Saturday, 27 November 2010

Phenomenology in Other Design Disciplines

Before this new adaptation of an established methodology can be explained, a brief review of phenomenology within other design disciplines needs to be discussed. Principally phenomenology, at least philosophically have been used within product, architecture and interior design, to some degree in order to understand spatial-temporal relationships. Wang and Wagner have recently attempted a mapping of phenomenological philosophy to the design process (2007). They conclude that “phenomenological studies have elevated many facets of human experience to the level of rigorous knowledge (or at least to the level of rigorous academic consideration of these facets as knowledge). This approach is useful for the design disciplines in that these domains stress the spontaneous, the creative, and the aesthetic” but they argue not to raise “phenomenological inquiry to a totalizing position” just yet as their mapping exercise isn’t robust enough yet. In their argument for mapping the phenomenologists they create a geography of four quadrants in which they place architecture. These four conceptual regions are: individual phenomenology, phenomenology of history and culture, phenomenology of design production, and phenomenology related to metaphysics. These quadrants are connected by orthogonal and diagonal lines, and acts as a slider between each section in which different forms of architecture may be placed to be be understood through a particular philosopher. This is a theoretical geography, and beyond the mapping the discourse into phenomenology still remains theoretical rather than practical.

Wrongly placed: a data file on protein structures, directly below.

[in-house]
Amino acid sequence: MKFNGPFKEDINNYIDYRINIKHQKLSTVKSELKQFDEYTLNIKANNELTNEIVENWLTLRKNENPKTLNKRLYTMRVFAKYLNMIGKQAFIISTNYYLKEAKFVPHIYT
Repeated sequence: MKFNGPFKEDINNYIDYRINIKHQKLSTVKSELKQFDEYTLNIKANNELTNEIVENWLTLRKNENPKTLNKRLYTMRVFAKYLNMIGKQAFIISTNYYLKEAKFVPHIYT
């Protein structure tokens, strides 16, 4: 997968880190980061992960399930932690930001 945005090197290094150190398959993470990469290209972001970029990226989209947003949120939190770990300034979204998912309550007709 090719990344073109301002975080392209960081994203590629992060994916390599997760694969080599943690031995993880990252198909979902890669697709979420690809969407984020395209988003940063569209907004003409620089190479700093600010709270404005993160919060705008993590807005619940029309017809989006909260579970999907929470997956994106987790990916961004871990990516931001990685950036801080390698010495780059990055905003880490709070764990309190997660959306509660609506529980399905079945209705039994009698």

Folkmann (2010) uses the philosophical work of Merleau-Ponty as a theoretical grounding through which to study aesthetics phenomenologically within design, arguing that Merleau-Ponty’s ideas can be mapped into design because, “every piece of design contains an idea, a dimension of immateriality; vice versa, design is only conceivable as something conceivable as something concretely manifested – when speaking of immaterial design.” (p46) Mainly the design examples Folkmann discusses are from Product Design but they do have connections straight into Interaction Design. The term ‘aesthetic function’ is discussed in the paper to frame a dimension in which meaning is constructed. The argument is that “aesthetics in design is a matter of how design relates to meaning. It is not enough to ask what the meaning of a specific design is on a conceptual level (the “idea”), we must also ask how it performs or reflects this meaning in its physical form, and how it relates to the kind of self-reflective “aesthetic function” where it displays a surplus of meaning.” (p49)